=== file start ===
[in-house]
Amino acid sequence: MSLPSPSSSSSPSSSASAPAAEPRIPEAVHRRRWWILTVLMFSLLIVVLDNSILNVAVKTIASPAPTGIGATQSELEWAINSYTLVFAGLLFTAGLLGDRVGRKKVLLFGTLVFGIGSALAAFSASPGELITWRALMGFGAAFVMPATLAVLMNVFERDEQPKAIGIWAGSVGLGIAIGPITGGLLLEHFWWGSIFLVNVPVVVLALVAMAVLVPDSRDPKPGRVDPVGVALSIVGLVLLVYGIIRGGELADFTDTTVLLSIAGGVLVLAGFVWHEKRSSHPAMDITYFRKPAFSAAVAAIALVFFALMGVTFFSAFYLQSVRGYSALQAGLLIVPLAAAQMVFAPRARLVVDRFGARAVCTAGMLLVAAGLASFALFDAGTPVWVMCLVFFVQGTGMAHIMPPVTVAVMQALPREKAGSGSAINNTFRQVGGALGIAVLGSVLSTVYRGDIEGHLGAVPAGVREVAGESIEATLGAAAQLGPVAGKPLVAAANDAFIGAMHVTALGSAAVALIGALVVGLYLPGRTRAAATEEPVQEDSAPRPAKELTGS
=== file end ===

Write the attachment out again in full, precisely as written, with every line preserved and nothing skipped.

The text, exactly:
[in-house]
Amino acid sequence: MSLPSPSSSSSPSSSASAPAAEPRIPEAVHRRRWWILTVLMFSLLIVVLDNSILNVAVKTIASPAPTGIGATQSELEWAINSYTLVFAGLLFTAGLLGDRVGRKKVLLFGTLVFGIGSALAAFSASPGELITWRALMGFGAAFVMPATLAVLMNVFERDEQPKAIGIWAGSVGLGIAIGPITGGLLLEHFWWGSIFLVNVPVVVLALVAMAVLVPDSRDPKPGRVDPVGVALSIVGLVLLVYGIIRGGELADFTDTTVLLSIAGGVLVLAGFVWHEKRSSHPAMDITYFRKPAFSAAVAAIALVFFALMGVTFFSAFYLQSVRGYSALQAGLLIVPLAAAQMVFAPRARLVVDRFGARAVCTAGMLLVAAGLASFALFDAGTPVWVMCLVFFVQGTGMAHIMPPVTVAVMQALPREKAGSGSAINNTFRQVGGALGIAVLGSVLSTVYRGDIEGHLGAVPAGVREVAGESIEATLGAAAQLGPVAGKPLVAAANDAFIGAMHVTALGSAAVALIGALVVGLYLPGRTRAAATEEPVQEDSAPRPAKELTGS